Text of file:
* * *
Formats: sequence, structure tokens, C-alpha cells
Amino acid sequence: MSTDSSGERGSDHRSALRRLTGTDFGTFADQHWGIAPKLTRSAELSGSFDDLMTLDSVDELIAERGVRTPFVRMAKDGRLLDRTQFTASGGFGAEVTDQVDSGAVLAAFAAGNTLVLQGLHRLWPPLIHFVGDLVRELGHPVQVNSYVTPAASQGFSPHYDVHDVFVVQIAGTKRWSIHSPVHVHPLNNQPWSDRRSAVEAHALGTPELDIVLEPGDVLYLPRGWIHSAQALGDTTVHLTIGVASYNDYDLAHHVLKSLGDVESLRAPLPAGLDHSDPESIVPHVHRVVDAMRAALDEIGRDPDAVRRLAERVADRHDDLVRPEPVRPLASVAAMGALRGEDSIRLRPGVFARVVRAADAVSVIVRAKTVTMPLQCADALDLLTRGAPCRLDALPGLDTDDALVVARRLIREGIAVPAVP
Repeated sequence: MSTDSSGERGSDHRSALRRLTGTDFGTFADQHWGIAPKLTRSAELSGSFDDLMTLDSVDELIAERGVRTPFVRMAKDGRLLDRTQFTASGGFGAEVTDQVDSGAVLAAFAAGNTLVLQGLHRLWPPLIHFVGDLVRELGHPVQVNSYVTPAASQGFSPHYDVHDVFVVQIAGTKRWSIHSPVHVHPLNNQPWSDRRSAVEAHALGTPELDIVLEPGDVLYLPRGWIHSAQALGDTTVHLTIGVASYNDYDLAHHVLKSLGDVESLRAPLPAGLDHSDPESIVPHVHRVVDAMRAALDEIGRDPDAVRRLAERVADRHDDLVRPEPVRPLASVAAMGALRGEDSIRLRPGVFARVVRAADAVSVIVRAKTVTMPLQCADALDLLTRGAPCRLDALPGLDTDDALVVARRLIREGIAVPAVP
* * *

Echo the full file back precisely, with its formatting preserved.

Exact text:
Formats: sequence, structure tokens, C-alpha cells
Amino acid sequence: MSTDSSGERGSDHRSALRRLTGTDFGTFADQHWGIAPKLTRSAELSGSFDDLMTLDSVDELIAERGVRTPFVRMAKDGRLLDRTQFTASGGFGAEVTDQVDSGAVLAAFAAGNTLVLQGLHRLWPPLIHFVGDLVRELGHPVQVNSYVTPAASQGFSPHYDVHDVFVVQIAGTKRWSIHSPVHVHPLNNQPWSDRRSAVEAHALGTPELDIVLEPGDVLYLPRGWIHSAQALGDTTVHLTIGVASYNDYDLAHHVLKSLGDVESLRAPLPAGLDHSDPESIVPHVHRVVDAMRAALDEIGRDPDAVRRLAERVADRHDDLVRPEPVRPLASVAAMGALRGEDSIRLRPGVFARVVRAADAVSVIVRAKTVTMPLQCADALDLLTRGAPCRLDALPGLDTDDALVVARRLIREGIAVPAVP
Repeated sequence: MSTDSSGERGSDHRSALRRLTGTDFGTFADQHWGIAPKLTRSAELSGSFDDLMTLDSVDELIAERGVRTPFVRMAKDGRLLDRTQFTASGGFGAEVTDQVDSGAVLAAFAAGNTLVLQGLHRLWPPLIHFVGDLVRELGHPVQVNSYVTPAASQGFSPHYDVHDVFVVQIAGTKRWSIHSPVHVHPLNNQPWSDRRSAVEAHALGTPELDIVLEPGDVLYLPRGWIHSAQALGDTTVHLTIGVASYNDYDLAHHVLKSLGDVESLRAPLPAGLDHSDPESIVPHVHRVVDAMRAALDEIGRDPDAVRRLAERVADRHDDLVRPEPVRPLASVAAMGALRGEDSIRLRPGVFARVVRAADAVSVIVRAKTVTMPLQCADALDLLTRGAPCRLDALPGLDTDDALVVARRLIREGIAVPAVP